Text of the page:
"Nomadic Spell," is now her first published work, and we both live in St. Louis! She is interesting and insightful, and this is an interview to read, learn from, and enjoy. Her essay describes a time in her life as a tween when she and her mom were homeless. Her insight into her life is something that will inspire all of us--no matter what our backgrounds. So let's get started!
Here's a bit about Bea: Bea Hawkins is a legal assistant by day and closeted creative nonfiction writer by night, who has lived all over St. Louis, Missouri. When she isn’t editing legal documents, you can find her making sarcastic comments to her husband, buried under a heap of their snuggly children and dogs, or daydreaming in her ever-growing garden.
Her first writing gigs began in middle school where she would barter editing and writing tips in exchange for help with her much-dreaded algebra homework. Forever fascinated with the human experience and the secrets we all keep, circumstances led her to try and empathetically rationalize a charmingly dysfunctional upbringing. She has learned so much about the Universe and humanity, and that we all battle the chaos hurled our way from time-to-time. And, like any other wildflower, it isn’t until you are completely ripped apart from where you once stood firmly, that you are able to see just how strong your own self-made roots truly are. It is always the deepest and darkest parts we bury, that eventually fight their way toward sunlight. Only recently, has she felt brave enough to share these parts with you.
“Nomadic Spell” is her first published work. She is currently working on a collection of essays involving the resiliency of the human spirit and staying afloat in the beautiful, but dark, waters of mental illness and unpredictability she experienced throughout childhood... and beyond... She is also working on creating her own website (beahawkins.com). In the meantime, please feel free to reach out to her at beahawk.ink[at]gmail[dot]com.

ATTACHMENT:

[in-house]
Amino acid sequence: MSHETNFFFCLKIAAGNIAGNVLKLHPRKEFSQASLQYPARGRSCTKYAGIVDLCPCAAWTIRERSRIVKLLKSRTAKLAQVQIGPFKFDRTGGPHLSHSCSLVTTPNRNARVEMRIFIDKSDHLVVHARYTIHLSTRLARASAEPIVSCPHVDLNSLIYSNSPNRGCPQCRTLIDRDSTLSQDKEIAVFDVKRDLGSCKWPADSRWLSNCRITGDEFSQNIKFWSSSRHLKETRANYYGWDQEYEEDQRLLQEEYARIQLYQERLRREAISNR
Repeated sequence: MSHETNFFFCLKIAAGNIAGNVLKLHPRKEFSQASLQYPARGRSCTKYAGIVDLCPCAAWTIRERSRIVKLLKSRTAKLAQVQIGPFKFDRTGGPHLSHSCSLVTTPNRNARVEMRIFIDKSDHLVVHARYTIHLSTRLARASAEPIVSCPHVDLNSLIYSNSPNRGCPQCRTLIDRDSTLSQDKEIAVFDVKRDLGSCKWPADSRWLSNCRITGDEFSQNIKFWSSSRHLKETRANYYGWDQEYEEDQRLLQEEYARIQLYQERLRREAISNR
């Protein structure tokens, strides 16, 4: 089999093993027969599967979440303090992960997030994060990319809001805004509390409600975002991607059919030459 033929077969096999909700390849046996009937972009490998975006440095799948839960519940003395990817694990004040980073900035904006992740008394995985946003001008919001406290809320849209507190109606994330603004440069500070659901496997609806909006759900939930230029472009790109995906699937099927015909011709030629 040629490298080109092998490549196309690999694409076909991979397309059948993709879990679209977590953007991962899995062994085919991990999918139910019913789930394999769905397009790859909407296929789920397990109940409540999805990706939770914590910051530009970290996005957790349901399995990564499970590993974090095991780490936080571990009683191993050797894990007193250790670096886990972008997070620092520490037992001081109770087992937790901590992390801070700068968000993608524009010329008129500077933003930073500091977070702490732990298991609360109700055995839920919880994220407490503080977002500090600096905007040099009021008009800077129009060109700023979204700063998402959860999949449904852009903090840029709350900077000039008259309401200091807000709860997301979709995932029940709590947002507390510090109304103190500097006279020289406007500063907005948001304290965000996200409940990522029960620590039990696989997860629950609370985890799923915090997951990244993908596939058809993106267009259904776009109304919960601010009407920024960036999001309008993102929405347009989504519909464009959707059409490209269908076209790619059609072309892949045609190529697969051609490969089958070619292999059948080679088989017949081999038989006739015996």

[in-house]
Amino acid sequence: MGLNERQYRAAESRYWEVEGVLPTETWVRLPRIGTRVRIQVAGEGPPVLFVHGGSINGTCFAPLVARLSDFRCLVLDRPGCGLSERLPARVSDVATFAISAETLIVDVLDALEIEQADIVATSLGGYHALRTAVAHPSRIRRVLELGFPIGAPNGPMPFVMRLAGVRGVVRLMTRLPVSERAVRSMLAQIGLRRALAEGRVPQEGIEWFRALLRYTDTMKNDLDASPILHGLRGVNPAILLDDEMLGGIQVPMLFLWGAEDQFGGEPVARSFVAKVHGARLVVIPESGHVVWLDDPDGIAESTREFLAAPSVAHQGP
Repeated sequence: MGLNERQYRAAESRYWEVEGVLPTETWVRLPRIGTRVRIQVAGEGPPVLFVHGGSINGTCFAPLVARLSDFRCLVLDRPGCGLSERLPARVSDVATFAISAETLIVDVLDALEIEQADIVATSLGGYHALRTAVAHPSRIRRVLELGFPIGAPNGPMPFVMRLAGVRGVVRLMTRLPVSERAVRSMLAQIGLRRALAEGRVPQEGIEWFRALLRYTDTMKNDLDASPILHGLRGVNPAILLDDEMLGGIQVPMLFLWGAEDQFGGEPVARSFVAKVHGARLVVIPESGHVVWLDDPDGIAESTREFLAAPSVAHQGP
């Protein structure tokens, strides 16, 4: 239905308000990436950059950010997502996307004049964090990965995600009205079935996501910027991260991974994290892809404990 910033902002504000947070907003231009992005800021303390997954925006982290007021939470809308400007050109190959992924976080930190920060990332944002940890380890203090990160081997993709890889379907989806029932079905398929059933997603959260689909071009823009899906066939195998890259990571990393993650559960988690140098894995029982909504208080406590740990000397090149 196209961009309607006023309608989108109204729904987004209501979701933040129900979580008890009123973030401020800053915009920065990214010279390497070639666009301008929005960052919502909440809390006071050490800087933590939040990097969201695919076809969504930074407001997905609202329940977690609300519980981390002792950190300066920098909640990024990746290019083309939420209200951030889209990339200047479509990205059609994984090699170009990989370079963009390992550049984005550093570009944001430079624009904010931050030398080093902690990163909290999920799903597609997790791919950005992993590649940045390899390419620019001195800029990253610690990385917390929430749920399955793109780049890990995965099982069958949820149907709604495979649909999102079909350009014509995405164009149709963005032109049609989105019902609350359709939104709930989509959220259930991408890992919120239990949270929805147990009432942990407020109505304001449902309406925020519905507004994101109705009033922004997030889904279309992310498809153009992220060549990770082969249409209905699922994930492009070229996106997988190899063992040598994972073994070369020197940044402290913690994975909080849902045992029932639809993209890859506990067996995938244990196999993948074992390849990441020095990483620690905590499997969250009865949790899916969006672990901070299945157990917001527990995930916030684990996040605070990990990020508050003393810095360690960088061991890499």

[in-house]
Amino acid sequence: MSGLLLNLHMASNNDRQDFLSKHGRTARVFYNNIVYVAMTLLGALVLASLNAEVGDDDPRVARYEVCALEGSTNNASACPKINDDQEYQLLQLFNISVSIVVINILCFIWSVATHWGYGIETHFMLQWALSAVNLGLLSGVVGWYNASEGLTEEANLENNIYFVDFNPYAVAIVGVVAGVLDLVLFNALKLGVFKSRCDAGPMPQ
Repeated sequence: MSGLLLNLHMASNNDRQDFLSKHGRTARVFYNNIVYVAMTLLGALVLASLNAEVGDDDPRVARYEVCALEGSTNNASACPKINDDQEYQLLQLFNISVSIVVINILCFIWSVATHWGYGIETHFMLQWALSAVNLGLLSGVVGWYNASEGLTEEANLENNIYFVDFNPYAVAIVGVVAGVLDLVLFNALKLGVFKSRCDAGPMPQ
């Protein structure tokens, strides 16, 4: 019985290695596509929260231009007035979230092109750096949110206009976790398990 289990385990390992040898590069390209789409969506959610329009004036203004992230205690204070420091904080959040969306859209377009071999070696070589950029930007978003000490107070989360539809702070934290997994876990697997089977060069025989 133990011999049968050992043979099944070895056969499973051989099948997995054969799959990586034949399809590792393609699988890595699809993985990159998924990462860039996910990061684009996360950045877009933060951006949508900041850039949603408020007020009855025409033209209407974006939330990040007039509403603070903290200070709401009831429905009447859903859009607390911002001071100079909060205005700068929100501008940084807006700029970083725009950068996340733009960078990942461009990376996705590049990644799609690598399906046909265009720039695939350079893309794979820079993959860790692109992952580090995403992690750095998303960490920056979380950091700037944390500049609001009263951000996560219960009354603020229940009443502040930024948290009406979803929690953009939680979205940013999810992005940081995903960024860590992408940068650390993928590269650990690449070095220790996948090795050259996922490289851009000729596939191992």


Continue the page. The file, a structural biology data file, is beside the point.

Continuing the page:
WOW: Congratulations on winning 2nd place with your essay, "Nomadic Spell!" In this essay, you share a very personal and heartbreaking period of your tween life when you and your mother were homeless. We are touched that you shared this essay in our contest, and it is so beautifully written. Why did you choose to title it "Nomadic Spell?"
Beatrix: Thank you so much! I'm still pinching myself that I won 2nd place among such an amazing and inspiring group of writers. This has been such a fulfilling and memorable time in my life, so thank you to everyone who makes WOW! the supportive and inspiring place it is.
"Nomadic Spell" was one of the most personal and shameful stories of my life. I managed to keep this secret of ours hidden for over 20 years and felt it was time to finally free myself from the shame of it, and I now feel stronger having shared it. I read a quote that said, "The thing you are most afraid to write...Write that." This struck me, and I had to try and find a poetic way to share such a confusing and life-changing summer that I survived. I wanted to capture the innocence I still had at the beginning of that summer, while letting the reader know I had grown up more than expected by its end.